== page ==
MAJ HONEC: You're talking about the APOD. That was a specific unit?
CW2 STONE: APOD is ... I don't know who runs the APOD down here, but it's where they're flying the C-130s [Hercules] in, right down ...
MAJ HONEC: Oh, okay, at the forward landing strip.8 Okay.
CW2 STONE: They can't even go pick up their own supplies. They have to have special permission to go pick up supplies, and that hasn't been granted yet. And that's ridiculous for an S&S company.
SGT McNEIL: May I ask you a question?
MAJ HONEC: Yes, go ahead, SGT McNeil.
SGT McNEIL: When you order supplies, don't you have to fill out a requisition also, using a DODAC9 number?
CW2 STONE: Yes.
SGT McNEIL: Okay, so when the supplies come back in, the other units are going, picking up without using identification. So will these supplies be charged to your account?
CW2 STONE: Well, there's no ... there's no financial accountability over here, because ... well, they came over with none. And the problem is under wartime accountability [rules], you've just got to recognize that you're a soldier, what unit you're from, and that's it, and you can order as long as you loaded up in the system. That's why we asked you earlier what your DODAC was so that we could load you into the system in case we run into you again. The problem is, is everybody's getting mis-shipments, also. What little we do receive, it doesn't belong to us. But, 4th MMC and 2d MMC said that if you receive a shipment, and just one little piece of it is yours, you have to accept the whole shipment or lose it. And that shipment immediately goes into theater reserve. That was the message sent out by 4th and 2nd MMC. We have a copy of that, too, and I'm going to frame that. I can't believe that. Like, we got a shipment the other day of STB, which is for decontamination.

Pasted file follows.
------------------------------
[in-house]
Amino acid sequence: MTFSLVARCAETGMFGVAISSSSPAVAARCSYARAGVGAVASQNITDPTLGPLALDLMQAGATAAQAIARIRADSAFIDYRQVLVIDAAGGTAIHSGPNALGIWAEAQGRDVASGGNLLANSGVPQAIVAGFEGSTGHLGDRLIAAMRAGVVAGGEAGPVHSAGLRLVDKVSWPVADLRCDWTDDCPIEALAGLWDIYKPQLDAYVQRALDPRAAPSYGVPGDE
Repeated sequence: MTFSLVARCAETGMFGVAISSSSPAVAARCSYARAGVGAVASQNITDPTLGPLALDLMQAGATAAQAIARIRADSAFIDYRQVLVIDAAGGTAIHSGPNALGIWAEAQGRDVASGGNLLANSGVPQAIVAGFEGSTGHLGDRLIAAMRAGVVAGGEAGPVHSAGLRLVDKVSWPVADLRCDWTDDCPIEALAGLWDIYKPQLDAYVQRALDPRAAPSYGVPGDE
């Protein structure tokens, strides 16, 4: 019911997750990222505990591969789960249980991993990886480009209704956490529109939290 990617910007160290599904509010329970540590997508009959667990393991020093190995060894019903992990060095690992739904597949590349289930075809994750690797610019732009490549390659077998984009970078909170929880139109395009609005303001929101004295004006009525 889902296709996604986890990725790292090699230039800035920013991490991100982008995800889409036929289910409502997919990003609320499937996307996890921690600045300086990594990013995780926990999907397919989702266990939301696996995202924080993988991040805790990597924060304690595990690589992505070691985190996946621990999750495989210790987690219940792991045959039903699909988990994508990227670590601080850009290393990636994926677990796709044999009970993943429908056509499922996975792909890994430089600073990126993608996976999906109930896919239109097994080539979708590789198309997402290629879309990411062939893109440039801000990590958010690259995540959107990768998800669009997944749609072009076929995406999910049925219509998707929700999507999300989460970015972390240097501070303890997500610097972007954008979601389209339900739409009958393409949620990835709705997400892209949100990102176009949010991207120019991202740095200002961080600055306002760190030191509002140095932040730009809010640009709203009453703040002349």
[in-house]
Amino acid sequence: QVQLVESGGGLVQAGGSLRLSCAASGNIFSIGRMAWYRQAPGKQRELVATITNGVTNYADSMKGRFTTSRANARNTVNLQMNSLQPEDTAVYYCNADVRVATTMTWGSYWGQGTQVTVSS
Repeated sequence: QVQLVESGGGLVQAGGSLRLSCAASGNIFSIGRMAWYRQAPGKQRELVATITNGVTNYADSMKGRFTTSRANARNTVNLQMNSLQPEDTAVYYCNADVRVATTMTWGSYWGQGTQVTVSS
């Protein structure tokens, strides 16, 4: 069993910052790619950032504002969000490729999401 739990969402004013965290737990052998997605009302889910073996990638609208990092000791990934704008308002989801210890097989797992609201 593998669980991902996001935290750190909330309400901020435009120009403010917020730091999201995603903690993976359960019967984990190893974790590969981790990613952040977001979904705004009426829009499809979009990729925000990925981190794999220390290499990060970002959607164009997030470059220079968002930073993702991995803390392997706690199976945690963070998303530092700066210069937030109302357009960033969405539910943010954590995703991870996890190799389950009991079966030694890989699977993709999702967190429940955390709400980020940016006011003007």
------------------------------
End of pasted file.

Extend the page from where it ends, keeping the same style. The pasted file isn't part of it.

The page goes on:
MAJ HONEC: Super tropical bleach.
CW2 STONE: Right, and we have to accept it. We can't turn it away. You have to accept a shipment, and that's ridiculous.
MAJ HONEC: So that means other units that need it will go wanting, if ...
CW2 STONE: Right. Right.
MAJ HONEC: Okay, good point.
CW2 STONE: And that's created the problem with boots. In fact, there are people running around without boots. As Mr. Wilkerson said, in tennis shoes. Some people now are coming from the United States without TA-50.10 What are you going to do? Another problem is that we fall under the 101st Corps Support Group.11
MAJ HONEC: Okay.
CW2 STONE: 101st is the same as the 101st Airborne, so all our packages come in marked, 101st, and I'm sure that some of them got diverted to the 101st Airborne. Of course, you can't do anything about it, because you're supposed to accept the shipment, and you know, they're doing it right, accepting the shipment. We've accepted some shipments for the 101st Airborne. We got it over to them, because it's flyers ... you know, aviation. We didn't need it.